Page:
Joe Raymond / AP
So perhaps you've heard about a guy named Charlie Weis. If you haven't, here's a brief synopsis of why you should know who he is: Tired of humans existing without a religion that people like Pat Roberston could one day exploit and devalue, God got a woman pregnant roughly 2,005 years ago. This woman was named Mary. She was a virgin. God "knew" her, and nine months later, that knowing begot (note the biblical language) a guy named Charlie Weis. Charlie was a humble carpenter who was eventually crucified and resurrected. Needless to say, he was special.
But honestly, the whole resurrection thing--though unique at the time--seems trite these days since everyone and thing, from Jason Voorhees to cartoons like Transformers, gets resurrected.
Instead, you should really know who Charlie is because he: discovered electricity; delivered fire from the gods; started the internets; served as the executive producer for The Low End Theory; lofted a--get this--hail mary to Phelan in the end zone against Miami; ended slavery; decoded Nazi war signals; concocted Haribo fruit salad; cured polio; eradicated suffering; separated the atom; and, best of all, INVENTED FOOTBALL! Or in other words, Charlie Weis is God's gift to humanity.
What does such an important, distinguished, and hallowed individual do these days? Well, duh--the only thing that would suit a man of his considerable stature: he coaches Notre Dame football.
As any deluded Notre Dame fan will tell you (and really, that's anyone who follows the team), coaching Notre Dame football is a privilege reserved for the best and the brightest. And since it's Notre Dame's divine right to receive obnoxious special exemptions, stay on TV every week despite only occasionally being relevant in these modern times, and do all other sorts of cool stuff that you only wish your non-sanctimonious school could do, it's only right that God's son, man's savior, and The Best Person Ever serve as the coach at Notre Dame.
When you happen upon such a
man person man (who are we kidding? No woman, she who led us into sin and out of the garden, is fitting the description), you lock him up for a long while. And that's what Notre Dame did this week, signing Weis to a ten-year contract extension through 2015.
In the wake of the decision, Jason Whitlock declared the act tacitly racist, proof that Tyrone Willingham was the victime of racially biased treatment while sitting on the throne of the third temple. If Weis is the christ, then Whitlock believes that Ty was seen as antichrist because of his skin color. At least in part.
This column has provoked passionate responses on all sorts of internets, no commentary more definitive than that on MGoBlog (see HERE and HERE). And if anyone were in possession of the belief that race is no longer an issue in this country, I'd direct your attention HERE.
Notre Dame may or may not be a racist institution. And even if Notre Dame is not, its football culture may have purposeful or subliminal racist elements embedded in the fabric. Many of the indicators one might seek to find these answers would likely yield correlative, not causal, results. Resultantly, I don't know that a definitive conclusion can be found absent the deft statistical analysis for which I don't currently have time. And Whitlock may be an idiot, may himself be a racist, or may even be totally right. There is a panoply of opinions out there that can be found, and I bet that mine has already been recorded, shared by someone else.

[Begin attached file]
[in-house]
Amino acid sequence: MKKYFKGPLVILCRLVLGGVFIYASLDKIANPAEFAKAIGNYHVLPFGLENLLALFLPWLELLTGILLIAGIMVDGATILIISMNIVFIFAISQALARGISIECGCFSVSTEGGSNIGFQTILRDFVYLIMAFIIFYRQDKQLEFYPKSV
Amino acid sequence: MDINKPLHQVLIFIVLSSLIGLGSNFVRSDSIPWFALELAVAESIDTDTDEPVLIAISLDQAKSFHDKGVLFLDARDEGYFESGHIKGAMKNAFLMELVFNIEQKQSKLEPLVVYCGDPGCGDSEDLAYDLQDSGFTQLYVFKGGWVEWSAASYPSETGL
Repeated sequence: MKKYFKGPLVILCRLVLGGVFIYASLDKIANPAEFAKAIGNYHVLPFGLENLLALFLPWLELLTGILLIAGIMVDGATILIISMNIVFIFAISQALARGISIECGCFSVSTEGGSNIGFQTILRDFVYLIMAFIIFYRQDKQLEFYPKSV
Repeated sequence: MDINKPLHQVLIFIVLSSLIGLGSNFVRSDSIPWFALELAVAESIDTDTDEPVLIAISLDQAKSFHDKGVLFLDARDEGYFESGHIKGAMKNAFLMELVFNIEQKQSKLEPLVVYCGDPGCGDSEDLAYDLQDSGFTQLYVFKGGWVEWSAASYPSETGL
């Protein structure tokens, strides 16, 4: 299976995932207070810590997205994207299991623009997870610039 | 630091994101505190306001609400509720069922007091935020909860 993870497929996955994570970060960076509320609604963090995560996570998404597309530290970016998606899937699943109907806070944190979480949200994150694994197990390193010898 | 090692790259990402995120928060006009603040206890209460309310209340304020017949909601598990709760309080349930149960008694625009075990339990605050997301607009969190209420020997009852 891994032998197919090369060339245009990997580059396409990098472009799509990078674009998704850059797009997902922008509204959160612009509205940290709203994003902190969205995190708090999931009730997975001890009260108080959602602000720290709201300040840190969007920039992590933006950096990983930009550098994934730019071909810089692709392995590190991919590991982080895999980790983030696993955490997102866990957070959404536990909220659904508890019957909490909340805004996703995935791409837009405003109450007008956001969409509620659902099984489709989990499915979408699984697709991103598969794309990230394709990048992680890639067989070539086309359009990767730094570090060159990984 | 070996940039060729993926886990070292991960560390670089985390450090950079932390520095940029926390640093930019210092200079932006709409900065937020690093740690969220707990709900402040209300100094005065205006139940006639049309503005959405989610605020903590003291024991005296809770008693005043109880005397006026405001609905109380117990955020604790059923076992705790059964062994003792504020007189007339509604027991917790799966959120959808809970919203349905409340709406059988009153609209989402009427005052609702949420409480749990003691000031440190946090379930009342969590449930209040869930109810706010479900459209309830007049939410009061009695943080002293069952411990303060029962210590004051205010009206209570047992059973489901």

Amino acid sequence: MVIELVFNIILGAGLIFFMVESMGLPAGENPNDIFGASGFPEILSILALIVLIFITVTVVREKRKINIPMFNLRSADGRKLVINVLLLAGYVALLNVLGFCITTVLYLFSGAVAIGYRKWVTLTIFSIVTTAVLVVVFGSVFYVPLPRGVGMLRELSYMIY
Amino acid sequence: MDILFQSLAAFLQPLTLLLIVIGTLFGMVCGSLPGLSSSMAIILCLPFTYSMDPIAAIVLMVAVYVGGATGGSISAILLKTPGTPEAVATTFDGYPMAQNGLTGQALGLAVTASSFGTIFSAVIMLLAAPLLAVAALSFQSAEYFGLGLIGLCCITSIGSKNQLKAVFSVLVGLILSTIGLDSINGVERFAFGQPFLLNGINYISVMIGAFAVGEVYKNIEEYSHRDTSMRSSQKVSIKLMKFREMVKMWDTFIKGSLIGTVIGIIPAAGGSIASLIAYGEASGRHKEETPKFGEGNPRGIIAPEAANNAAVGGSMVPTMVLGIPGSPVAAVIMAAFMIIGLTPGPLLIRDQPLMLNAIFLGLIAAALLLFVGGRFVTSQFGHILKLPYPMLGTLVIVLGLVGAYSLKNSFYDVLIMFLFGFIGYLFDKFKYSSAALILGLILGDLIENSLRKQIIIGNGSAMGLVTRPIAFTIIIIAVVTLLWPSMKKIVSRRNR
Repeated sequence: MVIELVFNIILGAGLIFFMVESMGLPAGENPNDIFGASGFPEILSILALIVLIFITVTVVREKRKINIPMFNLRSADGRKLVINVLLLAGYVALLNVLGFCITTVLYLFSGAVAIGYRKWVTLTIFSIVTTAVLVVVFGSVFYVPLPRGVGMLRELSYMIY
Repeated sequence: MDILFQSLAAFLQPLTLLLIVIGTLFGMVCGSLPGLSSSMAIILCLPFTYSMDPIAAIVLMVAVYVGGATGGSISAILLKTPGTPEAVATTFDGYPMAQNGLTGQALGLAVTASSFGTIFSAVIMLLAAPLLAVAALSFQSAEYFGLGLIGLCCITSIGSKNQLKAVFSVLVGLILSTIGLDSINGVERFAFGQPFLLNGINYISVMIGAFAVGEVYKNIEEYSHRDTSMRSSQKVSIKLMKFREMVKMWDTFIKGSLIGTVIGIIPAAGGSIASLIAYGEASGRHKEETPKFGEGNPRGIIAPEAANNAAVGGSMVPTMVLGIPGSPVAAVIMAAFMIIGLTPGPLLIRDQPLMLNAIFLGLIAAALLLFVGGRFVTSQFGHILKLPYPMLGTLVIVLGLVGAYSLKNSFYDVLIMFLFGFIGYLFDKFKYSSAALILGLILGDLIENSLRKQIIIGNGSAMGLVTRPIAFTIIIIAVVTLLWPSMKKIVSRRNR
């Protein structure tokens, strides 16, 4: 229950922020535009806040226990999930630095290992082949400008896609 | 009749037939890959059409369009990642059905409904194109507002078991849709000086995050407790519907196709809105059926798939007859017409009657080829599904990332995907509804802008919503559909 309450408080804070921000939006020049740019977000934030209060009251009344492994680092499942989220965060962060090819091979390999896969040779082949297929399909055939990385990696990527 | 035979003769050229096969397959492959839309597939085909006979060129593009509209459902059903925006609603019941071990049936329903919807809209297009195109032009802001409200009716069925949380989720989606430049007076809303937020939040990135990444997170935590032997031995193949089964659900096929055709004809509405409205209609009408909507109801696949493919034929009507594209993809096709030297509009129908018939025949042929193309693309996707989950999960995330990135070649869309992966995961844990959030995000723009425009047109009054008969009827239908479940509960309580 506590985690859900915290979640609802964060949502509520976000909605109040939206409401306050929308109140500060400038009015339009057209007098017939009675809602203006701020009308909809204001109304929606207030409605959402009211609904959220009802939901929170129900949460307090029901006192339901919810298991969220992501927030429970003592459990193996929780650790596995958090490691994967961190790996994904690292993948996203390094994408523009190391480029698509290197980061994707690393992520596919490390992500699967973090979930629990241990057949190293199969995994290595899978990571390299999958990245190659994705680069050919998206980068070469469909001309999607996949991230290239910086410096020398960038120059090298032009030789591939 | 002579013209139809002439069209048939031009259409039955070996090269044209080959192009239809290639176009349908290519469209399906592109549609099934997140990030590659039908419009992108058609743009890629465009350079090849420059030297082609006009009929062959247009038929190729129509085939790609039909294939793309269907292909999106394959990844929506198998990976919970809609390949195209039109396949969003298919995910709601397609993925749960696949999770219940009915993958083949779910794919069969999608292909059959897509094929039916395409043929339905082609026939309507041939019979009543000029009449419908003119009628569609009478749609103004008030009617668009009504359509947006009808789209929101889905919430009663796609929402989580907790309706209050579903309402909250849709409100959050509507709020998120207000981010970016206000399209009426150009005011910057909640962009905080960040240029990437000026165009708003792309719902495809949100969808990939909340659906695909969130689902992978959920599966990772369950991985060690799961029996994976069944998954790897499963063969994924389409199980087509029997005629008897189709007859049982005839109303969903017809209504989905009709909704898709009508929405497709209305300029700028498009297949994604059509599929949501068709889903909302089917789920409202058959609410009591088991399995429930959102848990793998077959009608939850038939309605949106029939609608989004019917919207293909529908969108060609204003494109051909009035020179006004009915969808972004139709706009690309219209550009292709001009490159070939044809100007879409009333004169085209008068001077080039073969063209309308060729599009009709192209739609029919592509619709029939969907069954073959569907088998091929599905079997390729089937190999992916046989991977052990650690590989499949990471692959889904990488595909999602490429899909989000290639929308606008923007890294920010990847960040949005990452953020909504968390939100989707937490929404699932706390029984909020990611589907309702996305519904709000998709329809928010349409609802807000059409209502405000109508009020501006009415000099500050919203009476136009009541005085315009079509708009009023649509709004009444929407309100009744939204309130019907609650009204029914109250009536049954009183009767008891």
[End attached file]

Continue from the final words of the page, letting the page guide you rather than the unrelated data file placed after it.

What may be a valuable contribution to the debate--perhaps redundant, but certainly overlooked by seemingly many--is to point this out: Regardless of who's right and who's wrong, who's racist and who's not racist, Whitlock's earnest belief that racial bias is the true story within the Charlie Weis story is troubling. That an educated, prominent black man immediately sees race should tell us that we need to talk about problems of race far more frequently and far more honestly. That, to me, is the real story in all of this.
Do black players run faster than white players? Have black players changed football? Agree or disagree, it's a good thing that these coaches are saying this stuff because it needs to be out in the open. Observing differences should not be met by a castigating chorus of rebuke. Saying in public what you might think in private should not engender widespread anxiety. Oh no, he said "black"! You know that joke about white people whispering the word "black" when saying things like "a black guy"? Well, the knee-jerk idiocy that perpetuates fear of racial dialogue is that whispering writ large.
Is the Weis extension a manifestation of Notre Dame's institutional racism? I don't know. I honestly just think that Notre Dame is so elated to have a coach who is using an exciting system and has enjoyed some success that the contract is really a manifestation of relief and even pathetic desperation. But if some people see the extension as validation that Notre Dame is hostile toward blacks--that the whites in charge unfairly treat blacks--then LET'S TALK ABOUT IT.
That's the real story here. This is just one more reason why we need to engage in a national discussion about race.